Pennsylvania currently has 33 competitive suppliers serving the commercial and industrial sector. These suppliers offer a wide variety of products to fit most needs.
There are slightly fewer competitive suppliers for the residential sector than businesses, with 18 suppliers offering 34 product offerings currently.
While residential customers typically have less experience with managing their energy profiles, there are still numerous innovative products available.
Renewable energy products
All customer classes also have access to the various renewable energy products being offered by competitive suppliers. There are two main renewable energy products available today, Renewable Energy Certificates (RECs) and renewable electricity.
A Renewable Energy Certificates represents the environmental attributes or benefits of renewable electricity generation and can be sold separately from the physical electricity. Consumers that purchase RECs help to build a market for renewable electricity and support generation. The purchase of RECs helps offset conventional electricity generation in the region where the renewable electricity generator is located. A variety of suppliers offer RECs separate from electricity service - customers don't need to switch from their current electricity supplier in order to purchase these certificates. A consumer that signs up will pay a fee in addition to their normal electricity bill for a certain quantity of RECs. Both Community Energy and PPL EnergyPlus offer this option across the state.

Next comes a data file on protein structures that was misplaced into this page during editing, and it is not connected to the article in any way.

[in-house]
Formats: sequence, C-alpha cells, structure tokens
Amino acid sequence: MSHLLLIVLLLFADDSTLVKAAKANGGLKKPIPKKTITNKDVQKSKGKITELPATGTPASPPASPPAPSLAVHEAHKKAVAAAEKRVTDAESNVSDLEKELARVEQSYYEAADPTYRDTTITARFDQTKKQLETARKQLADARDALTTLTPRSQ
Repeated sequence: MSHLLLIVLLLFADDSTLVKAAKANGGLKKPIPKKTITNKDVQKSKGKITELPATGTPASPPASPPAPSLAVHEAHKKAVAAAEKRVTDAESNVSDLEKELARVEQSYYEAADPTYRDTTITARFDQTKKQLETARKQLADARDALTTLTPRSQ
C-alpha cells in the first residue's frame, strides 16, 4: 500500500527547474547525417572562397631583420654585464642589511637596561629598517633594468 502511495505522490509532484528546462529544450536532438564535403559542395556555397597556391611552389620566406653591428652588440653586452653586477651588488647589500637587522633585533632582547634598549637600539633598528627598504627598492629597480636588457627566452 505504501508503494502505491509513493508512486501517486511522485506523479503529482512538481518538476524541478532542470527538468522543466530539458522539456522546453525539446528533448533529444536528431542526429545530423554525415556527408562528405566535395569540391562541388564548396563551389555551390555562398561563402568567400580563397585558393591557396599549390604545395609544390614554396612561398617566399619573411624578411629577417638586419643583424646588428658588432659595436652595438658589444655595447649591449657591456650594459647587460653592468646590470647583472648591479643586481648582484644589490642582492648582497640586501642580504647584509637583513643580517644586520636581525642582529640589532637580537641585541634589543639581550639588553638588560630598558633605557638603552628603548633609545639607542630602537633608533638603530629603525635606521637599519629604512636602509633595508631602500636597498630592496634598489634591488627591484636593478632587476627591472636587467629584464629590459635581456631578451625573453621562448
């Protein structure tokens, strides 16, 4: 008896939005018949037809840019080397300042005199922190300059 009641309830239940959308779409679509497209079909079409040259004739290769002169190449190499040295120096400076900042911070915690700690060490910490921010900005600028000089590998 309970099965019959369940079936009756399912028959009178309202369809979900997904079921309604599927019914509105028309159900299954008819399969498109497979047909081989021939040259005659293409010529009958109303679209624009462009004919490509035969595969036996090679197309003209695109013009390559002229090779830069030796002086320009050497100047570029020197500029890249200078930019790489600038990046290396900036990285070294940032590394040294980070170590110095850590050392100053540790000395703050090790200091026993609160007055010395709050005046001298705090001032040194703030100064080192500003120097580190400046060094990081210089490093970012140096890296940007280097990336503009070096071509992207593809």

The second option for a consumer interested in supporting clean energy is to switch to a competitive supplier that offers a renewable electricity product. This type of product allows a consumer to purchase electricity generation from a mix of green sources, typically from solar, wind, biomass (plant and animal waste), or hydro. For example, one supplier may offer a 100 percent product made up of a mix of Pennsylvania low-impact hydro, wind, and solar power, while another supplier may offer a 100 percent renewable product made up of wind power from across the region.
When purchasing a renewable electricity product it is important for consumers to do their homework. The Green-e website will confirm if the product has been certified. The supplier can add more details, including the generation mix of the renewable product and the geographic origin. A customer wishing to support wind power in Pennsylvania, for instance, will need to make sure that the product is just that, and not hydro from the Midwest.
Stay tuned for a more detailed analysis of renewable energy products in the marketplace in the near future.
For more information on switching to a competitive supplier please visit the PennFuture Shopping for Electricity webpage or visit the Office of Consumer Advocate's Residential Consumer's Electric Shopping Guide.